The Mods have found a new voice; aged 18.
A group which would seem just as at home playing Shea Stadium in 1966 as they would at Glastonbury 2013, the Strypes are a band which seems truly cross-generational.
Formed in 2011 the band has spent their time to date honing and perfecting their authentic rhythm and blues sound; sharpening their lyrics, their melodies and their stage presence to a deathly enjoyable point.
Hailing from Cavan, Ireland, the group is formed of Ross Farrelly (lead vocals/harmonica), Josh McClorey (lead guitar/vocals), Pete O’Hanlon (bass guitar/harmonica) and Evan Walsh (drums) the youngest of whom is just 16 years old, the eldest clocking in at a death-defying 18.
For such a young band, stardom, critical acclaim and, perhaps most importantly, true talent, seems to be right on their doorsteps.
The opening track of the album, ‘Mystery Man’, is a punchy, energetic starter for the group and gives the listener a vibrant toe-tapping taster of what’s to come. It’s only when the second track begins, ‘Blue Collar Jane’ that the fun really starts; the tune is heavily influenced by sounds such as The Beatles, The Rolling Stones and many other similarly talented artistes of the era and this song would fit into the repertoire of any such group. What the young group has done so masterfully is they’ve written a song which is transcendent of time; a true distillation of their influences into something entirely new and exciting: as thrilling today as it may well have been when their musical forefathers were going in the late fifties and early sixties.
What follows this is a harmonica fuelled post-blues number entitled ‘What The People Don’t See’ which opens an entirely new dynamic to the group; more in the style of Oasis, if Oasis were anywhere near this good in their prime.
Following this, we have a trifecta of ridiculously catchy songs, ‘She’s So Fine’, ‘Around & Around’ and ‘Bad Boy’, all of which make for incredibly enjoyable listening. Farrelly’s vocal work is amazing, especially for one so young and the group plays a tight backing
for such clever lyrics as
“Well I know a little girl who likes to keep her tail up high,
You know she’s got a weapon and a method to make you cry,
Because she float like a bee but she sting like a butterfly.”
(‘She’s So Fine’)
‘Around & Around’ really brings the Bo Diddley and Chuck Berry influences of the group the forefront of the listener’s mind and one can’t help but recall the sheer guttural enjoyment of such early blues numbers that this song seeks so desperately to emulate. The astounding thing about it is: it almost succeeds – something no new band has been able to do since the Arctic Monkey’s first broke onto the scene.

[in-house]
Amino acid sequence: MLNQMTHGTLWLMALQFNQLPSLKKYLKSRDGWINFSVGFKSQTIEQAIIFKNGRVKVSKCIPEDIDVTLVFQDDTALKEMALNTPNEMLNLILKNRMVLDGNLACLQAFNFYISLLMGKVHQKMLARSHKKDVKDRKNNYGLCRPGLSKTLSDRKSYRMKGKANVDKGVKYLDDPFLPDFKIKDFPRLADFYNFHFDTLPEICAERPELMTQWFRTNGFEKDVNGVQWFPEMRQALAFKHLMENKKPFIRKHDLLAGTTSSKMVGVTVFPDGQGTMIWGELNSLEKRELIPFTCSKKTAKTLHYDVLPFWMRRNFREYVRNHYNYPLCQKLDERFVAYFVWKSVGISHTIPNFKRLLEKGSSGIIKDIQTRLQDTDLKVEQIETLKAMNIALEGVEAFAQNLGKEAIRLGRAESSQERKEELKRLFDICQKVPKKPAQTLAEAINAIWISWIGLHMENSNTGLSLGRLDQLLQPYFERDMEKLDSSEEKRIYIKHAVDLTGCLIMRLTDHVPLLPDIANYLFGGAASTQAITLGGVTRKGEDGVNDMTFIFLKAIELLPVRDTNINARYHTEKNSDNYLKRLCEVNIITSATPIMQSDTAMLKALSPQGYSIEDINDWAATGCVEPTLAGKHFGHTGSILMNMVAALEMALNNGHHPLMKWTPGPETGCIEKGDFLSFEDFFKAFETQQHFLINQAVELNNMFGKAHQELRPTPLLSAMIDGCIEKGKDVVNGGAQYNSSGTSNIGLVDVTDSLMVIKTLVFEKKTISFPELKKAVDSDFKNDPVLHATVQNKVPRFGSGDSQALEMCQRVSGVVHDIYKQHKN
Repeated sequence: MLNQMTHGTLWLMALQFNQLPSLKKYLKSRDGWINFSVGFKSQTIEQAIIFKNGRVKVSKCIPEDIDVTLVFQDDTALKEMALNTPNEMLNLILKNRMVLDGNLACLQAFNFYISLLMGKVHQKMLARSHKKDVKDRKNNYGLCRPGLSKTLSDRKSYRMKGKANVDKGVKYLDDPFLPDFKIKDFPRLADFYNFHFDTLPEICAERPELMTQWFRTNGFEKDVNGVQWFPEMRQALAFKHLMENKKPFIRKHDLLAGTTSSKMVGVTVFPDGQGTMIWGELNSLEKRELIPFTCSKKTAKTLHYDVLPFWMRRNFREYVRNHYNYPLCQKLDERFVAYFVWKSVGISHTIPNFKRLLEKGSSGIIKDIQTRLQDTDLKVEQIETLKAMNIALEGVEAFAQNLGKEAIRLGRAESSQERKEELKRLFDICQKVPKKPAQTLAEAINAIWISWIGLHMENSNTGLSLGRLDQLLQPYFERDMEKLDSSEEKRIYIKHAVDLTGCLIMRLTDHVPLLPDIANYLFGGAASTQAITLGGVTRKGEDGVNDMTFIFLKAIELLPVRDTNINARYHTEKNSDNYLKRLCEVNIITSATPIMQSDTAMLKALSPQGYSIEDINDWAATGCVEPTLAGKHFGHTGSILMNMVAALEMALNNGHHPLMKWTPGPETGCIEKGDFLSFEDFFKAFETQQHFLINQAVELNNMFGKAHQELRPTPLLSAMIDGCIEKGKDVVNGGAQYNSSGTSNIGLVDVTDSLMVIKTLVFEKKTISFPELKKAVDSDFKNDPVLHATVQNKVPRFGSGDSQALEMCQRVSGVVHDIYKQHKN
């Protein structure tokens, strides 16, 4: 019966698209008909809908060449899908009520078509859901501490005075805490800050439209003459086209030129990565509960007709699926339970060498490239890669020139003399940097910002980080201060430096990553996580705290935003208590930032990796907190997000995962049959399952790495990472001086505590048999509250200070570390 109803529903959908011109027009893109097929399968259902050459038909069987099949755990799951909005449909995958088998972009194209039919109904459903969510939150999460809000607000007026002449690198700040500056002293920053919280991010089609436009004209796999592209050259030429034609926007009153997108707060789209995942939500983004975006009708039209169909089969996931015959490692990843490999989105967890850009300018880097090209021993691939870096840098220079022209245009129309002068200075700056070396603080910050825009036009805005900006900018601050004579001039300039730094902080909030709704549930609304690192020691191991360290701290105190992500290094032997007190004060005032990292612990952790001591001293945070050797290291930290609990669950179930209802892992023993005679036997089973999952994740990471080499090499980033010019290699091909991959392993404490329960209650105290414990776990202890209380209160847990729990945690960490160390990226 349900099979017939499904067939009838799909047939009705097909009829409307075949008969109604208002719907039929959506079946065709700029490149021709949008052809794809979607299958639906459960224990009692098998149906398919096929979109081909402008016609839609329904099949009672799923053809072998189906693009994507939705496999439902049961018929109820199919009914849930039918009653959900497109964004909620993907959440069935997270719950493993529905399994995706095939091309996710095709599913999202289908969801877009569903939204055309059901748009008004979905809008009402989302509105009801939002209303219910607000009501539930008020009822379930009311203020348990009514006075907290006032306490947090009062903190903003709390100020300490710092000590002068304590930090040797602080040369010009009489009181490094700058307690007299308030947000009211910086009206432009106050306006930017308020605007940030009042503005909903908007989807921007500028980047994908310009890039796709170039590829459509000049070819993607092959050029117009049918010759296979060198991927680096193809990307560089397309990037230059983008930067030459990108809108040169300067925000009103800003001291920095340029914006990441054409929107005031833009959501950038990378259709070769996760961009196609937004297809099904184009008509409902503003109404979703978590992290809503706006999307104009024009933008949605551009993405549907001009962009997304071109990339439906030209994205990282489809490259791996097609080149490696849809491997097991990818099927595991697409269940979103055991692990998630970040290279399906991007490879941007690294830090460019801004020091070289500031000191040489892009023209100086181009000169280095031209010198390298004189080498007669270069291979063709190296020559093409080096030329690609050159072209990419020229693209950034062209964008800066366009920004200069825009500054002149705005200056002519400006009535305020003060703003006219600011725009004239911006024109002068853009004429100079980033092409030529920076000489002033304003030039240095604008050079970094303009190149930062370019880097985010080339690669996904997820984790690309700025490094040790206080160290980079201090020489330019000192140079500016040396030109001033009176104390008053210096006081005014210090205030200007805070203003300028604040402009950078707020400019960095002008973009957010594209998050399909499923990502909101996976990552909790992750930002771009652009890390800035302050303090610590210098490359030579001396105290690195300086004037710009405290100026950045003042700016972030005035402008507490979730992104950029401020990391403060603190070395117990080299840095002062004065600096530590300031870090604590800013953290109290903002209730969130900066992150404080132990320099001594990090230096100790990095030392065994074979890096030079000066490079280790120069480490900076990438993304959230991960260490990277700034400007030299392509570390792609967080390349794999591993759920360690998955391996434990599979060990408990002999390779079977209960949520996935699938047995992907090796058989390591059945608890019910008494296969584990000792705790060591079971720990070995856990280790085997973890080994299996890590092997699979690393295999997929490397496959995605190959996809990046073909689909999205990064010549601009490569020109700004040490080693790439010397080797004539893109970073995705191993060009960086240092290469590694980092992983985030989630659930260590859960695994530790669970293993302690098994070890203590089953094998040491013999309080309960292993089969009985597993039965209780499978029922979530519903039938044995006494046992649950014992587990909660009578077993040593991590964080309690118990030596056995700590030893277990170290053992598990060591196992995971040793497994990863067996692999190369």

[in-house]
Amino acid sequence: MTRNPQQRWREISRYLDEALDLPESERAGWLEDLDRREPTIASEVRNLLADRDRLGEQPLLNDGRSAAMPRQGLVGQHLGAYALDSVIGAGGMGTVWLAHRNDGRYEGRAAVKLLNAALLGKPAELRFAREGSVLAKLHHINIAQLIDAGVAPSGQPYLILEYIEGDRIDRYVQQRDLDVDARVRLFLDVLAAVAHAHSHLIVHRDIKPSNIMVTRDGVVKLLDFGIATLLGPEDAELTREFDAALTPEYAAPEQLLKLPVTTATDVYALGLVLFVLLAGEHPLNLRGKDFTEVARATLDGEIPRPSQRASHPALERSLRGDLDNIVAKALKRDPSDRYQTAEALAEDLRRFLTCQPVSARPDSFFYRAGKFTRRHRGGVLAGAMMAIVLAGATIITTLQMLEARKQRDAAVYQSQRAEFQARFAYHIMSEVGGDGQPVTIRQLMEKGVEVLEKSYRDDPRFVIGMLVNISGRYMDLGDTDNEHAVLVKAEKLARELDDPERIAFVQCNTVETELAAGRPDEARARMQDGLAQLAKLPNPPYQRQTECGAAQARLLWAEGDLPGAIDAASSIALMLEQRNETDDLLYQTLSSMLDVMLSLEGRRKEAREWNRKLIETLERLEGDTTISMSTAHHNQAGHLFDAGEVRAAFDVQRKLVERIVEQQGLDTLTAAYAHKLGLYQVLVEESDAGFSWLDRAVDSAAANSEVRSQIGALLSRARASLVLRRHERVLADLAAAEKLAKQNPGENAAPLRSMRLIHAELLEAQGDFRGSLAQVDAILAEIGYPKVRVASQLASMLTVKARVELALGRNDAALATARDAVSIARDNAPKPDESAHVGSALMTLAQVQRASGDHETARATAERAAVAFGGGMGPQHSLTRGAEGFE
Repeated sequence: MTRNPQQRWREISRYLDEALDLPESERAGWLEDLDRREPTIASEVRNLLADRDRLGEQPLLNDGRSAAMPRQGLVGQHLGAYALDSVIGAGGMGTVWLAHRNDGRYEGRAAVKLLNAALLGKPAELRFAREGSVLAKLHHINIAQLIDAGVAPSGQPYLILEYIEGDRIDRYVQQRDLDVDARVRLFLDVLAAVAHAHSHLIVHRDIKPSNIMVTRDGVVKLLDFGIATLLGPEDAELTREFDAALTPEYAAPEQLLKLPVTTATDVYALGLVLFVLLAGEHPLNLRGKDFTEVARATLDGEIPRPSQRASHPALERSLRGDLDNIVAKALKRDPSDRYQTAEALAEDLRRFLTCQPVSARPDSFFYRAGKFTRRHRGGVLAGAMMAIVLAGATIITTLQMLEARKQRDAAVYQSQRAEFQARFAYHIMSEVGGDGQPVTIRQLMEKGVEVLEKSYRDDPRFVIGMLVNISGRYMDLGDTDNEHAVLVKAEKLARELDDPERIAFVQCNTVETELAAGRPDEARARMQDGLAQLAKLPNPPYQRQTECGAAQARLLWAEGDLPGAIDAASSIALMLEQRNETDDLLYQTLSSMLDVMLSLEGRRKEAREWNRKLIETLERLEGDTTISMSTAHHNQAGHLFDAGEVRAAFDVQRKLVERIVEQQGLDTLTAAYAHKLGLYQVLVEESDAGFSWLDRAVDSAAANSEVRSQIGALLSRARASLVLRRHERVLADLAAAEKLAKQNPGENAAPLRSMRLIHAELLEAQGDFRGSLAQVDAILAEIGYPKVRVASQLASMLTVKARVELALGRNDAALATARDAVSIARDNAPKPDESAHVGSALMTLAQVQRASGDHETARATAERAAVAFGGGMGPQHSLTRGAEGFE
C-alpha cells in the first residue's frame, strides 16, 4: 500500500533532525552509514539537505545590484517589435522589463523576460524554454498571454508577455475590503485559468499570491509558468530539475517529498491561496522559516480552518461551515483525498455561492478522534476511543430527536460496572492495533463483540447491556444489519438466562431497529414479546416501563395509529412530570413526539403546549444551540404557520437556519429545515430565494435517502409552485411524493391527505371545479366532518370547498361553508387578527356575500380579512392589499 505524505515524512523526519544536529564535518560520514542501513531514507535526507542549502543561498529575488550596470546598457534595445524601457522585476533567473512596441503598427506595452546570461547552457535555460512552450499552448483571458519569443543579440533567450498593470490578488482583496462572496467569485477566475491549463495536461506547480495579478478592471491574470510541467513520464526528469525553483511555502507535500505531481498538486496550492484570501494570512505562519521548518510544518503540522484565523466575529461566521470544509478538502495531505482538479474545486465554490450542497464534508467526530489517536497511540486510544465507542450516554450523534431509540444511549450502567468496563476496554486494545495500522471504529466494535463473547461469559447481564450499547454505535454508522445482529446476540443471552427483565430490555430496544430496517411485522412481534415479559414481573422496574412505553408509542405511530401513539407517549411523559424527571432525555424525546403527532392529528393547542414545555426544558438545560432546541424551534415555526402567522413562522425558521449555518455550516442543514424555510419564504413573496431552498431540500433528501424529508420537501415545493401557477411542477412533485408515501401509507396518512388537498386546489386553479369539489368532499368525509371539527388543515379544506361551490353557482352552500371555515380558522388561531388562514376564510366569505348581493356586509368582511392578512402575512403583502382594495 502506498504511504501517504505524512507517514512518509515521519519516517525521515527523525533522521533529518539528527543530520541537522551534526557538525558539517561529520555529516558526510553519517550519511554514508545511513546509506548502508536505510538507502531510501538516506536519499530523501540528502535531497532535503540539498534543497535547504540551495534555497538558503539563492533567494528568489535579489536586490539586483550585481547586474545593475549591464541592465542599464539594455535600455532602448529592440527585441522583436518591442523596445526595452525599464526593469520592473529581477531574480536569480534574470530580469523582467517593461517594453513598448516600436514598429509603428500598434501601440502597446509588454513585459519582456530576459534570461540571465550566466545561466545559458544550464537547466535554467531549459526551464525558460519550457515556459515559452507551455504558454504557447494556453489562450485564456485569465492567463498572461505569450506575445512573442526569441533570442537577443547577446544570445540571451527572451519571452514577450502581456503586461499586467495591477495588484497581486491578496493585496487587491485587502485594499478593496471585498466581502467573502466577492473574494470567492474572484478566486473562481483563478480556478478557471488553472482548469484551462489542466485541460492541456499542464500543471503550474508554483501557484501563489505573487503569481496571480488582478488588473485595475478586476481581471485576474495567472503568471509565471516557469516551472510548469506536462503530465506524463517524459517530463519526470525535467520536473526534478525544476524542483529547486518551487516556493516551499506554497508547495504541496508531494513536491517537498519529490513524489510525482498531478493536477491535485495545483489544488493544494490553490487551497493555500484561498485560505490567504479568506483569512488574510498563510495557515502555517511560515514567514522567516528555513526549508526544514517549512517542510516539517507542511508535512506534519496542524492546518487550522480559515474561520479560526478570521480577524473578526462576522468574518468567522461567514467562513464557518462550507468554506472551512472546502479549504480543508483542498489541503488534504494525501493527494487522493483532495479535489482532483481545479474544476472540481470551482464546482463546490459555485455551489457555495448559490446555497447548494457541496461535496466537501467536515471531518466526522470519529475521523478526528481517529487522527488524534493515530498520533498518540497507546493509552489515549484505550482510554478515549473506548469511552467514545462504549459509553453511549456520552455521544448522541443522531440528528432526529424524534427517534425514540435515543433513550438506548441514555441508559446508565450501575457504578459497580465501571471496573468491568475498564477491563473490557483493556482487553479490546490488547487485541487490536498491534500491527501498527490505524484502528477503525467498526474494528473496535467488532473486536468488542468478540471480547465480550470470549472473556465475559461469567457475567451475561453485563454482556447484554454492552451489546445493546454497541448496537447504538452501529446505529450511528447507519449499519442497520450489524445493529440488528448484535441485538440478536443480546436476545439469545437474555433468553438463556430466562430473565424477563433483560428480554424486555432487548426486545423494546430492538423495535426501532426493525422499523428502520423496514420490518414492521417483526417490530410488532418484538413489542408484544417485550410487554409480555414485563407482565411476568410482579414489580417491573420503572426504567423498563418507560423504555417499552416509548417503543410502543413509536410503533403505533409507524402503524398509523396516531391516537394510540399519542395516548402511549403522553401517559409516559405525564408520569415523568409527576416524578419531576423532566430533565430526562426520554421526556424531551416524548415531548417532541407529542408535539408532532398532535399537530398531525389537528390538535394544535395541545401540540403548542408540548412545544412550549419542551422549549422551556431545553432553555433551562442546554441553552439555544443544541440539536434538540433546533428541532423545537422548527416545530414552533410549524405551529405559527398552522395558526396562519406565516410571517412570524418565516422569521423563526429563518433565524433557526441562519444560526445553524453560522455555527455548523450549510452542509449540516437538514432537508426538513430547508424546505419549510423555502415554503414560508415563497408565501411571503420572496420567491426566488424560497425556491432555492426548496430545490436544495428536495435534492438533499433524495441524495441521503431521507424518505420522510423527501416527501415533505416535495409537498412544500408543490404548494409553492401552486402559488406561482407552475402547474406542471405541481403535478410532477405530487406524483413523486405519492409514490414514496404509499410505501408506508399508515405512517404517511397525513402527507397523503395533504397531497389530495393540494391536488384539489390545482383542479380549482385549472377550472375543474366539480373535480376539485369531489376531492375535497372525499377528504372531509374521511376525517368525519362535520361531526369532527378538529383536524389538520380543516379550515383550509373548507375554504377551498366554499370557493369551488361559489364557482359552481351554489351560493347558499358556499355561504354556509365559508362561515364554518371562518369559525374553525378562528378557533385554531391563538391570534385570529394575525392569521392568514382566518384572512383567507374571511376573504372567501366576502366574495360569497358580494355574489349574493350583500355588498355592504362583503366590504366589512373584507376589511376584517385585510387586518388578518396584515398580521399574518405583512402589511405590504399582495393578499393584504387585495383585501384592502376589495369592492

When the group slows down with the road-house ready, blues heavy song, ‘Angel Eyes’ it’s a welcome retreat from the pulse-pounding tunes heard previously. The song is a welcome breather while simultaneously being a treat in terms of impressive musicality from the entire group. Once again Farrelly is gob-smackingly impressive on the vocal line while Josh McClorey plays lead guitar parts players twice his age can only dream of perfecting. At this point in the album it’s perfectly natural for the audience to wonder if the group is really as young as they claim to be. Surely a group so young can’t be this talented?
Annoyingly enough for all musicians, the band is genuine and distressingly good.
The second half of the album isn’t quite as enjoyable after ‘You Can’t Judge A Book By The Cover’; however, it’s no less enjoyable. The tunes do, however, pale in comparison to the earlier belters we heard previously.
When all is said and done, The Strypes seem to be a band on the up and up and they’ll surely be ones to watch within the new year. This début was thoughtfully composed, knowingly played and clearly enjoyed by all involved. The proof’s in the pudding that everyone that’s heard it struggles to find something wrong with it.
The bio on the band’s website states: “Having already been met with critical acclaim from greats such as Jeff Beck and Paul Weller and been tipped by NME as the No. 1 new band to watch, it seems things can only get better for The Strypes.” This reviewer is inclined to agree.